On Vaccaro’s growth: He is a very physical player, a dynamic blitzer and a very emotional player. When you become a press-man guy and you are lining up on those little 5-foot-8 slots that are very explosive and can stop-and-go, patience becomes a big part of your world now. I think that is where he has grown, because he is very strong and very physical and now he has the ability to be patient and be calm.
Co-offensive coordinator/running backs coach Major Applewhite
On upcoming challenges against Oklahoma: They have a great defense. I have played against Coach [Bob] Stoops and he just demands a lot out of his players and they do a great job getting to the ball. They are aggressive, tenacious, and they don’t quit. It is going to be a tough one against those guys. They are great on the back end. I think they have a great secondary, they play well at corner, and their safeties Tony Jefferson and Javon Harris have got a lot of ball underneath their belts. They have played a lot of football and have seen a lot of different things. Tom Wort same thing; he’s a typical Oklahoma middle linebacker. They are always going to have guys inside—Coach Jackie Shipp has always done well with their defensive line.
On running back Johnathan Gray having to adapt from the high school to college game: That is something I have noticed with all backs. Malcolm Brown, Joe Bergeron, Tre Newton, Jeremy Hills — any back that comes in is typically going to have been a 2,000-yard plus back in high school and there is not many 2,000-yard backs in college. So you have to start understanding that a 4-yard run is a good run. That a 6, 8-yard run or even in some cases when it isn’t blocked well or somebody shakes it loose, that a 2-yard run is a great run.
On how Johnathan Gray has improved his knowledge of the college game: He sees it and understands it as he has gotten more through fall camp and the early part of the season, he is starting—I can tell in meetings that if you make a comment to a back like, ‘hey that is a great run right there. You know you are hitting the backfield and getting 2 or 3 yards out of it, that is a great run.’ And I can see that head bobbing. So he gets it and understands it.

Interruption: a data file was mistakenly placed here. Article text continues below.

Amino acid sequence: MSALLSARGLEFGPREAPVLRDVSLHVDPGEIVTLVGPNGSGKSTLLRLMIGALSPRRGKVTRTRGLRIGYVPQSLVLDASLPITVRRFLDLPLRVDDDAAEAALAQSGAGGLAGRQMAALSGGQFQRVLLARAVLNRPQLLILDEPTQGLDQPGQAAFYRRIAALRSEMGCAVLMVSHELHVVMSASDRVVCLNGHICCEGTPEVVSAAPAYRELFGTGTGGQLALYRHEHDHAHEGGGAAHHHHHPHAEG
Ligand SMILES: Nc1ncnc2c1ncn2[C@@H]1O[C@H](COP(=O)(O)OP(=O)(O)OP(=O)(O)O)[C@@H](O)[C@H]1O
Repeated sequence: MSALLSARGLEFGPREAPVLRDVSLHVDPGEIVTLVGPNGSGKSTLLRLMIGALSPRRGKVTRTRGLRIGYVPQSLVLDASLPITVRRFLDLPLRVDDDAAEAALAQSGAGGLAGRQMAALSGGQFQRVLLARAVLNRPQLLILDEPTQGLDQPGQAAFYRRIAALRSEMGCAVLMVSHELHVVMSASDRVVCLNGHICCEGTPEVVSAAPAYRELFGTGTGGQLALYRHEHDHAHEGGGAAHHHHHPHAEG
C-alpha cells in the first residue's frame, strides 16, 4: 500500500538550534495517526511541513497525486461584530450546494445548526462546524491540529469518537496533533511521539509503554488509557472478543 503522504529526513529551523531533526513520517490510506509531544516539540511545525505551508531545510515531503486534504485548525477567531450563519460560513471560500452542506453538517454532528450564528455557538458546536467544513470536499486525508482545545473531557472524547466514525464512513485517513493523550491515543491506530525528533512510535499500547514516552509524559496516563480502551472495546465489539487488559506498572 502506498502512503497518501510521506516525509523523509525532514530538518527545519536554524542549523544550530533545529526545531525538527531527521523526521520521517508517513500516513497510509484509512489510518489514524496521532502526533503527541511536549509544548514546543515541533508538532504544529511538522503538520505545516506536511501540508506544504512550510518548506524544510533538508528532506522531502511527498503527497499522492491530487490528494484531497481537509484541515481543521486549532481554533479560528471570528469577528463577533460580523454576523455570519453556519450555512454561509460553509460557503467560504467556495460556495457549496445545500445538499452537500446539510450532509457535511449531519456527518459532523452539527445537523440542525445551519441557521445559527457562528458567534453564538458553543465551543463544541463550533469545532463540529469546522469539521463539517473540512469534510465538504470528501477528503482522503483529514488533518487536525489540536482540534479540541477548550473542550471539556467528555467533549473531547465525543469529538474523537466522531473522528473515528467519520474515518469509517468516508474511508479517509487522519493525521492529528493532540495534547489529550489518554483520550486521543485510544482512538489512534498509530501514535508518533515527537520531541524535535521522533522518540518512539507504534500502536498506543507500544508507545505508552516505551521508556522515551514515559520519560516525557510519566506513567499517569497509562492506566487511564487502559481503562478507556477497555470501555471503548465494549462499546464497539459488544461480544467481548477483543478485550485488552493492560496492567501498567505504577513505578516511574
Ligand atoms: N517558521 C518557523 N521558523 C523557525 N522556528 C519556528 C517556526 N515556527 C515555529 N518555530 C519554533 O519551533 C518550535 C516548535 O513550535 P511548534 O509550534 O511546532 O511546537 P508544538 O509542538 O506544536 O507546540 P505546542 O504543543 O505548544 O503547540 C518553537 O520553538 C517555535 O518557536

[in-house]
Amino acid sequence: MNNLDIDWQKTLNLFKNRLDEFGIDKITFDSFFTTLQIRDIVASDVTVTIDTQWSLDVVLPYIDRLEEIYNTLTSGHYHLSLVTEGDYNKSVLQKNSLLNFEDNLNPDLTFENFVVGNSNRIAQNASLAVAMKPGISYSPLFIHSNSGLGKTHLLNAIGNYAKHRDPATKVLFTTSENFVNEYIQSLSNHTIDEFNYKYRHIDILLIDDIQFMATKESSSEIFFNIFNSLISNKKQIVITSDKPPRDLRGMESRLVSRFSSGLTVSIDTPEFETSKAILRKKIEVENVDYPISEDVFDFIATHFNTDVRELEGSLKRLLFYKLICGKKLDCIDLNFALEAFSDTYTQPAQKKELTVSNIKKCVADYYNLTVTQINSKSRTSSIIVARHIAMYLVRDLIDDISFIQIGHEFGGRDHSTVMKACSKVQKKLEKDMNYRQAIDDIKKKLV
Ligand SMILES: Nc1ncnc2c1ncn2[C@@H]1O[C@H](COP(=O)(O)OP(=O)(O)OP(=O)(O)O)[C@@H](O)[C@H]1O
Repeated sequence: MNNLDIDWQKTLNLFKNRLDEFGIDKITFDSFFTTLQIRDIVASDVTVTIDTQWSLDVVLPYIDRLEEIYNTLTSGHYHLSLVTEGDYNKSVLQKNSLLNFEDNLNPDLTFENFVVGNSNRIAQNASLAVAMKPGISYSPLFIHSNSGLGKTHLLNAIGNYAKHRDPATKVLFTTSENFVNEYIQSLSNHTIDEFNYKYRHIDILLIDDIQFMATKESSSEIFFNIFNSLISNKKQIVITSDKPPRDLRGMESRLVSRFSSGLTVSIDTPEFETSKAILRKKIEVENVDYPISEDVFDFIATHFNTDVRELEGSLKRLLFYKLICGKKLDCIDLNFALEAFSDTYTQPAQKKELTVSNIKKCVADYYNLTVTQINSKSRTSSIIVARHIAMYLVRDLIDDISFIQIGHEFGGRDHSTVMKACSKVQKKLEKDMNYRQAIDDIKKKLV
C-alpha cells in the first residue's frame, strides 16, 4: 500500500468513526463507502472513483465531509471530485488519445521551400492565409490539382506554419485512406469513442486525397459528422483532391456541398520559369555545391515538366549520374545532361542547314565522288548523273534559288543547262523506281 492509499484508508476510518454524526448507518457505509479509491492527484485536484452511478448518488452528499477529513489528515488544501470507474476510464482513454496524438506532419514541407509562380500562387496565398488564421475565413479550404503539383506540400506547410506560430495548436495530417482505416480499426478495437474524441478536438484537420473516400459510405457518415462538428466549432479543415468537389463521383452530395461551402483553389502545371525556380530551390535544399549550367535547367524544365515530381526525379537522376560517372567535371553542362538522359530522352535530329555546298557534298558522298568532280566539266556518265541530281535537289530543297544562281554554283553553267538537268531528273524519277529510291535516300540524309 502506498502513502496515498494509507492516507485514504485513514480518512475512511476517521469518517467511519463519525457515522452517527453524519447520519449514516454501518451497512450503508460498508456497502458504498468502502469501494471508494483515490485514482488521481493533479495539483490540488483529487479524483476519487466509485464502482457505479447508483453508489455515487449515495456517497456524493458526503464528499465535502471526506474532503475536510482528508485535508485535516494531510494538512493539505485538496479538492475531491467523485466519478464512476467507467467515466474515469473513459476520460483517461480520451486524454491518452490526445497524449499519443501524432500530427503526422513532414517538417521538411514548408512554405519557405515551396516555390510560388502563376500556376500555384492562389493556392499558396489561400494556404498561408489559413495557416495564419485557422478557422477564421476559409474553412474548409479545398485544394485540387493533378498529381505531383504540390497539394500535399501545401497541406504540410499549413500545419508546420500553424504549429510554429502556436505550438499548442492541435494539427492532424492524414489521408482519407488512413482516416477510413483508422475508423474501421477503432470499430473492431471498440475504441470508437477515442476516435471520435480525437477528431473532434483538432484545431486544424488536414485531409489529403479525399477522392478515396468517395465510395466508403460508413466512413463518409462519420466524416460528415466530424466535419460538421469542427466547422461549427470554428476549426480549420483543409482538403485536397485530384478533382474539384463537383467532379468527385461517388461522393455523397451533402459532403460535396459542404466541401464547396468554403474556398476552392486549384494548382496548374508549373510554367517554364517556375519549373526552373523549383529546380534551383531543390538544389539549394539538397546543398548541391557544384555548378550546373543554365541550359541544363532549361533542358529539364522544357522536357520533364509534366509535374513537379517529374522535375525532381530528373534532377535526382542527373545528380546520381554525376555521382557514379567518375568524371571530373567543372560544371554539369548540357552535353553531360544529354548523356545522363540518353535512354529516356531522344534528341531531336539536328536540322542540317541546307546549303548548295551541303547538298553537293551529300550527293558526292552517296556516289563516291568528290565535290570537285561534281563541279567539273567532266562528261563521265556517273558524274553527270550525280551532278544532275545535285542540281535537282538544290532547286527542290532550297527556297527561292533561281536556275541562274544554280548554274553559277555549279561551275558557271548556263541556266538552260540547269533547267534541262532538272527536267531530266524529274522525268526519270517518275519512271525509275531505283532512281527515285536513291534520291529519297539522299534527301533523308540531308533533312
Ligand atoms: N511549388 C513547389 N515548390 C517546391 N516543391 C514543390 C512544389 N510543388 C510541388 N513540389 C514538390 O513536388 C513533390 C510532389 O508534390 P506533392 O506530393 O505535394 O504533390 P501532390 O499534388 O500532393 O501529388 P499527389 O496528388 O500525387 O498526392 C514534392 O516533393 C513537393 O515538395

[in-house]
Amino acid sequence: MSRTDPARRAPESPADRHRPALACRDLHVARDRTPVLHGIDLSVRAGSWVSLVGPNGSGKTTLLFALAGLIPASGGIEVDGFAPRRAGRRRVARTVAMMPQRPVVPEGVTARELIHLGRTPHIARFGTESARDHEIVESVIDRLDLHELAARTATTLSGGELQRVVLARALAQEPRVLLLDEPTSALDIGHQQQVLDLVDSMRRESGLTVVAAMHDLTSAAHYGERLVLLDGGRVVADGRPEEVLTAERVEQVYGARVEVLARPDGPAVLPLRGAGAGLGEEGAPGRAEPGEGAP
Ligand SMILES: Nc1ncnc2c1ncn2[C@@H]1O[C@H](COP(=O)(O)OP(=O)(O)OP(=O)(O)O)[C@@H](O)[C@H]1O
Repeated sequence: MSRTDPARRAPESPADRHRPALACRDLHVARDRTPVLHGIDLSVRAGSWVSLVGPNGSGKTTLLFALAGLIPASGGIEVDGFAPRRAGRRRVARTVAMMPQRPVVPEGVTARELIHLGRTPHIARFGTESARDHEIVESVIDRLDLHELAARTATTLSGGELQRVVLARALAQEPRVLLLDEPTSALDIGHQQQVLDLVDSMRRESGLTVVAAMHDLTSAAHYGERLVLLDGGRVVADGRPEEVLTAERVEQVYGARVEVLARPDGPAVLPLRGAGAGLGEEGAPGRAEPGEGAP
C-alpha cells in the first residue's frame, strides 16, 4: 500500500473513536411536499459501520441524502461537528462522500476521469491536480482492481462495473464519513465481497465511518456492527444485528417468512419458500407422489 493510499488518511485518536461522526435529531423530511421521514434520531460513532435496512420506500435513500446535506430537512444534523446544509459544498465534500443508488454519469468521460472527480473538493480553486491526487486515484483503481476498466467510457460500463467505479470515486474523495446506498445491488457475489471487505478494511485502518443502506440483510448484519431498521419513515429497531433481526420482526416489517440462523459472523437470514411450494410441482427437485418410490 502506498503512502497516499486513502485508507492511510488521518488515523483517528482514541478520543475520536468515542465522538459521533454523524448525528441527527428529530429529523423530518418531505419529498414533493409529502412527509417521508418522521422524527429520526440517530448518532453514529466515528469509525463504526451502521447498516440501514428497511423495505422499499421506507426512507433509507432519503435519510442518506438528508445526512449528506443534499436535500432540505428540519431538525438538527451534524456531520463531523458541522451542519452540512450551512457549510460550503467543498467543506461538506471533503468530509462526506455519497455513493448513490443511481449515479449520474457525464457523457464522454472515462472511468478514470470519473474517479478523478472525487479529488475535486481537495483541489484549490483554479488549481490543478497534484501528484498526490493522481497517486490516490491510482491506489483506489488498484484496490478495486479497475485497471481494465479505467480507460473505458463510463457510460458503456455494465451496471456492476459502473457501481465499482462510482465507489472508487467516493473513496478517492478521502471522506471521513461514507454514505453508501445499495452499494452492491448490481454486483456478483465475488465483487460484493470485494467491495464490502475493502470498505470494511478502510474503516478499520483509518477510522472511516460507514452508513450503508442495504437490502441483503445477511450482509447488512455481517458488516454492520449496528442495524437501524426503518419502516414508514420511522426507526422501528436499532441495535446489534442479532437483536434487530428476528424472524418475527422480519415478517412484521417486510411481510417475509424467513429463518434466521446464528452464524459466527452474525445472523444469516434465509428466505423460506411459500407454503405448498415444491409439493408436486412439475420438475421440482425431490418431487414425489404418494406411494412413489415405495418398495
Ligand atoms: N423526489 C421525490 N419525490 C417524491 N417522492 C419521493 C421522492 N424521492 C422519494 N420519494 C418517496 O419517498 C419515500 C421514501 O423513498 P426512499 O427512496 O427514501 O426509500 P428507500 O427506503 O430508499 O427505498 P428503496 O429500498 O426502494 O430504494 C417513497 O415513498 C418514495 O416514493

On pressure phasing Johnathan Gray in big games: No, I think that has just been since his sophomore year [of high school]. If you have been to the community and you see how much Aledo kind of rode his success and how that community gravitated towards him and then his junior year and senior year winning all those national awards. I think he has been someone who was created underneath the spotlight and that is what he is taken to. I don’t think he would feel it any other way. I didn’t notice any nervousness or any big eyes the other night and that was one of the best and biggest atmospheres I have ever been a part of, period. As a fan or coach.
On the similar personality traits of David Ash and Johnathan Gray: David is very serious. Johnathan is too. But they are similar from that respect from the standpoint of just even-kill. They are not somebody that is going to disrupt things in the locker room or off the field or anything like that. Each of them is very good behavior-wise and just kind of even-keeled, not trying to bring about attention to himself or anything like that. This kind of mentality is fun to coach.
On what running back Jeremy Hills brings to the team: Experience. There is not a substitute for experience. I think that he has been through so many things on and off the field, within the classroom, and just college experience in general, that he is to that senior year, he has gone to classes, been overloaded with mid-terms, he has had to deal with all of [football strength coach] Bennie Wylie’s workouts, and still get to the practice field and perform. So I think everything else the longer you stay in school, you notice by your senior year that everything starts to slow down. Now he has that senior-sense of urgency about him that you saw with Fozzy Whittaker, you are seeing with D.J. Monroe, and other players. He is doing a great job of what has been asked from him.
On Jeremy Hills helping the younger running backs: Oh yes and he was helped by Fozzy. And that is what we try to do. I know it may not matter but that is what we try to do that with our Big Brother program. When those guys come in as freshmen, that’s their job. You may not play as a senior so it is your job to be able to teach the younger guy how to go to class, what is expected when they are in the weight room, what they need to do on certain plays, and when they come into the meeting room it is all business. This isn’t the time to play; it is the time to be serious. So Fozzy was that with Jeremy and Jeremy is being that way with the younger guys and it will continue to pass on.